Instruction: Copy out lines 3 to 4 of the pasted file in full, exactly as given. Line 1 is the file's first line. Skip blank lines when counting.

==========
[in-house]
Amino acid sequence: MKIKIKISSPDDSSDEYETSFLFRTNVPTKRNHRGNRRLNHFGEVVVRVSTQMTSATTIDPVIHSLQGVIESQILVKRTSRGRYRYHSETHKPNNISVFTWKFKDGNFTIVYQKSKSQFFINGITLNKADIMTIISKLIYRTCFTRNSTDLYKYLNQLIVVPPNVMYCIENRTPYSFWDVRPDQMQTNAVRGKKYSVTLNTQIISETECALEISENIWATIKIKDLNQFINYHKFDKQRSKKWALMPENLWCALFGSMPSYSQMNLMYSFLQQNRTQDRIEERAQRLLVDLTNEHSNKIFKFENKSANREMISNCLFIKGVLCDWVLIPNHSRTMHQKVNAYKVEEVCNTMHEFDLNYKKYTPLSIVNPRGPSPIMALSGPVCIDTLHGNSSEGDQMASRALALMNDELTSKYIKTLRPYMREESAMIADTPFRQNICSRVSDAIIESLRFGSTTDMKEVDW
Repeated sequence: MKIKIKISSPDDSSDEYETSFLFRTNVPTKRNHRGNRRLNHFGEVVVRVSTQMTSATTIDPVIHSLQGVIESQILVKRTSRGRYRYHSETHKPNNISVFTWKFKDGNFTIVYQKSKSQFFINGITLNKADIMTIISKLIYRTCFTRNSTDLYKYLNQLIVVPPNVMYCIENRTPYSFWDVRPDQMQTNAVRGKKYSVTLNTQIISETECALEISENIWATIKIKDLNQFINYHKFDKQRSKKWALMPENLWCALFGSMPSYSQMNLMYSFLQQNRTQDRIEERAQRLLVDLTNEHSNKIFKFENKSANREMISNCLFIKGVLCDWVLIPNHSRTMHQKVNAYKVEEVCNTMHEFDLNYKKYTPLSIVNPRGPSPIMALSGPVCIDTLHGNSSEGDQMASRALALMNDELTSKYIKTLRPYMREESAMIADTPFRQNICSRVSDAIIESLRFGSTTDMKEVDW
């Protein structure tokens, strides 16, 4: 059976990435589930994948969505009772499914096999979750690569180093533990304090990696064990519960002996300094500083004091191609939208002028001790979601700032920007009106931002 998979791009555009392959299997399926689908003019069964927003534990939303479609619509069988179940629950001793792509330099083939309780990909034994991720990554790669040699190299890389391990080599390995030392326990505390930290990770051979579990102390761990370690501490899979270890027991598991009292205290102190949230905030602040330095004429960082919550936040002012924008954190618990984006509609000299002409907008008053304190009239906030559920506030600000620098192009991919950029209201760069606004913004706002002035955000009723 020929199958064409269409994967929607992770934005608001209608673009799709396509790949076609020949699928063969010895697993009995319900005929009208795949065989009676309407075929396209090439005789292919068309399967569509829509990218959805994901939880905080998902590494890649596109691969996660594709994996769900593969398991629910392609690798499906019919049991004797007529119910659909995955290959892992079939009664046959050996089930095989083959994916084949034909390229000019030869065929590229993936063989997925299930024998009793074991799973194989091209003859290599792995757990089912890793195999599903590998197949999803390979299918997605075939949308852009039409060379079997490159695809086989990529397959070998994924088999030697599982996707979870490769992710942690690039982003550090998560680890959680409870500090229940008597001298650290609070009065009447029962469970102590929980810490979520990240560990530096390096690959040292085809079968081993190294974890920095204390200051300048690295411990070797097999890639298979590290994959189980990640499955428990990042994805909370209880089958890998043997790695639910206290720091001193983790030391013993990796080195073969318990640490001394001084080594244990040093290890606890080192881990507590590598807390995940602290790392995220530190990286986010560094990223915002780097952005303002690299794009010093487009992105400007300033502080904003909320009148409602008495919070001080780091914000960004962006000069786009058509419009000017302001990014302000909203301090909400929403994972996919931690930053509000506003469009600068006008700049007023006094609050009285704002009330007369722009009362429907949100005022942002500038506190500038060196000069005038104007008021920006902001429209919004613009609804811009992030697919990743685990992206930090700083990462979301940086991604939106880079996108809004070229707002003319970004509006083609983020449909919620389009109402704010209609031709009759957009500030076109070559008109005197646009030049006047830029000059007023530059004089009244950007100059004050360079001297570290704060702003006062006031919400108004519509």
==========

Repeated sequence: MKIKIKISSPDDSSDEYETSFLFRTNVPTKRNHRGNRRLNHFGEVVVRVSTQMTSATTIDPVIHSLQGVIESQILVKRTSRGRYRYHSETHKPNNISVFTWKFKDGNFTIVYQKSKSQFFINGITLNKADIMTIISKLIYRTCFTRNSTDLYKYLNQLIVVPPNVMYCIENRTPYSFWDVRPDQMQTNAVRGKKYSVTLNTQIISETECALEISENIWATIKIKDLNQFINYHKFDKQRSKKWALMPENLWCALFGSMPSYSQMNLMYSFLQQNRTQDRIEERAQRLLVDLTNEHSNKIFKFENKSANREMISNCLFIKGVLCDWVLIPNHSRTMHQKVNAYKVEEVCNTMHEFDLNYKKYTPLSIVNPRGPSPIMALSGPVCIDTLHGNSSEGDQMASRALALMNDELTSKYIKTLRPYMREESAMIADTPFRQNICSRVSDAIIESLRFGSTTDMKEVDW
């Protein structure tokens, strides 16, 4: 059976990435589930994948969505009772499914096999979750690569180093533990304090990696064990519960002996300094500083004091191609939208002028001790979601700032920007009106931002 998979791009555009392959299997399926689908003019069964927003534990939303479609619509069988179940629950001793792509330099083939309780990909034994991720990554790669040699190299890389391990080599390995030392326990505390930290990770051979579990102390761990370690501490899979270890027991598991009292205290102190949230905030602040330095004429960082919550936040002012924008954190618990984006509609000299002409907008008053304190009239906030559920506030600000620098192009991919950029209201760069606004913004706002002035955000009723 020929199958064409269409994967929607992770934005608001209608673009799709396509790949076609020949699928063969010895697993009995319900005929009208795949065989009676309407075929396209090439005789292919068309399967569509829509990218959805994901939880905080998902590494890649596109691969996660594709994996769900593969398991629910392609690798499906019919049991004797007529119910659909995955290959892992079939009664046959050996089930095989083959994916084949034909390229000019030869065929590229993936063989997925299930024998009793074991799973194989091209003859290599792995757990089912890793195999599903590998197949999803390979299918997605075939949308852009039409060379079997490159695809086989990529397959070998994924088999030697599982996707979870490769992710942690690039982003550090998560680890959680409870500090229940008597001298650290609070009065009447029962469970102590929980810490979520990240560990530096390096690959040292085809079968081993190294974890920095204390200051300048690295411990070797097999890639298979590290994959189980990640499955428990990042994805909370209880089958890998043997790695639910206290720091001193983790030391013993990796080195073969318990640490001394001084080594244990040093290890606890080192881990507590590598807390995940602290790392995220530190990286986010560094990223915002780097952005303002690299794009010093487009992105400007300033502080904003909320009148409602008495919070001080780091914000960004962006000069786009058509419009000017302001990014302000909203301090909400929403994972996919931690930053509000506003469009600068006008700049007023006094609050009285704002009330007369722009009362429907949100005022942002500038506190500038060196000069005038104007008021920006902001429209919004613009609804811009992030697919990743685990992206930090700083990462979301940086991604939106880079996108809004070229707002003319970004509006083609983020449909919620389009109402704010209609031709009759957009500030076109070559008109005197646009030049006047830029000059007023530059004089009244950007100059004050360079001297570290704060702003006062006031919400108004519509």